I’m sorry to get to this late, but other stuff kept coming up. Remember the architecture critic for the local alt-weekly? The one who took his mandate to ridicule shabby and run-down buildings around town as a chance to explain how ugh but the vertically oriented windows do not work with the lines of the house? He’s still at it.
In a recent issue he named the Eyesore of the Week — “our look at some of the seedier properties in Lansing” — to be Power Lines and Trees, found “everywhere”. He says:
With autumn in full flush, one’s eyes are naturally drawn upward to enjoy the resplendent colors of the season. Unfortunately, that view is diminished when the bright colors are pruned away to allow for the unrestricted distribution of utility lines.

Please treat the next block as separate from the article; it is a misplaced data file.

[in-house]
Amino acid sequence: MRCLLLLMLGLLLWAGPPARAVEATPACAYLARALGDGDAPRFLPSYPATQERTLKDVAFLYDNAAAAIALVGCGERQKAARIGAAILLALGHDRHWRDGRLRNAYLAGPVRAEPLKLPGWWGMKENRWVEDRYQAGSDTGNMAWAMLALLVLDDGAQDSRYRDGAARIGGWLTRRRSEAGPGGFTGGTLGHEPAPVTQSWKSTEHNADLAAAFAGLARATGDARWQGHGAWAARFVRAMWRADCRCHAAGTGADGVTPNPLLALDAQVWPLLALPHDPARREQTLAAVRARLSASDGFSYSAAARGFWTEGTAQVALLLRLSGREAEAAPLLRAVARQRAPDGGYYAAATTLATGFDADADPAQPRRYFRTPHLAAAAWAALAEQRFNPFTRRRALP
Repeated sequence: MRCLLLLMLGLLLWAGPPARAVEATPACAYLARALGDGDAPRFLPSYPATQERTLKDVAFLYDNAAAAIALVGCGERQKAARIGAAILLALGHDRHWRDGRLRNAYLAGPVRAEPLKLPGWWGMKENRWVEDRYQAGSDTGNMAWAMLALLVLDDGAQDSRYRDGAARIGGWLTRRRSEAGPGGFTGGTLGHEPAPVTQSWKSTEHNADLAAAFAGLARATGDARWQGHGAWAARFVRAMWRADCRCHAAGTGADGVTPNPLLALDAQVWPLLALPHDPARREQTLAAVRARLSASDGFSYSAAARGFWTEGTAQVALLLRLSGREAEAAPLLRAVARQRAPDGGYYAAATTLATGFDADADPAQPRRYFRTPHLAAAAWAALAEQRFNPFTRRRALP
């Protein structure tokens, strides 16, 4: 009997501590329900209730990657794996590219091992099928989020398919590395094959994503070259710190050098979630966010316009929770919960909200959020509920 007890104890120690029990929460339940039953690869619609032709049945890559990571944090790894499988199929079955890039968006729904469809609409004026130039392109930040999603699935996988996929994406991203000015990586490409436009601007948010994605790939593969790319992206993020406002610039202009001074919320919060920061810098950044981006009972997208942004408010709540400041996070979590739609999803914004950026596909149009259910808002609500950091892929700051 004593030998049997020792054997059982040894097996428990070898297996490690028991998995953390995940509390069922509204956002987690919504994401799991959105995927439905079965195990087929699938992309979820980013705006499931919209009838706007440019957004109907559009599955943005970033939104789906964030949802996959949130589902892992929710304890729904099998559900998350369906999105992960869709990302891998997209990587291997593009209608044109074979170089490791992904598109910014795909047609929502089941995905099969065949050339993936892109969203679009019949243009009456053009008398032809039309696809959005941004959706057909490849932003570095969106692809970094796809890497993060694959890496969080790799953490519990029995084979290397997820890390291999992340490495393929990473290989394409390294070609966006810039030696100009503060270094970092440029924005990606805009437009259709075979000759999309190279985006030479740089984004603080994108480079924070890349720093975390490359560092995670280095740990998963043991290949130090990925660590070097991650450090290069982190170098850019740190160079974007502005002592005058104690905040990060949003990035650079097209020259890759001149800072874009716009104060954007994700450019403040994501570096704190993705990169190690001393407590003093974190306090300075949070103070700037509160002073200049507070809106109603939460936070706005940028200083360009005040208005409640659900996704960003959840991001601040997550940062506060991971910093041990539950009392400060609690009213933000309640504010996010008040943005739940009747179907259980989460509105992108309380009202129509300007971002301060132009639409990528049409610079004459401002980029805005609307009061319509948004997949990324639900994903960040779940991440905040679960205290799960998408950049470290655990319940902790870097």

So my headline here is a bit unfair since he isn’t actually decrying the natural progression of seasons. He’s more protesting that we have power lines. To be fair, the city was hit badly by an ice storm two winters ago that knocked out power for a lot of the area. Some homes were without electricity for up to 23 months and reverted, Flintstones style, to having their cell phones charged by trained pterodactyls on bicycles hooked up to generators. And underground power lines would have a harder time being knocked out by ice storms and falling branches. And then we wouldn’t have to trim branches so as to better knock out power lines during ice storms.
Anyway, the cover story of last week’s issue was Art Infusion: Public Art Is Popping Up Around Lansing, But Where Is It Coming From? The question suggests that city officials just patrol the streets each day, and occasionally run across some bright-orange pile of twisted metal girders, and phone the main office to report, “Yeah, looks like we got some new public art on Eight Street. No, don’t think it’s actively threatening. I did hear a rumor of a Dali-esque melted-clock installation at Cedar and Kalamazoo, going to check that next.”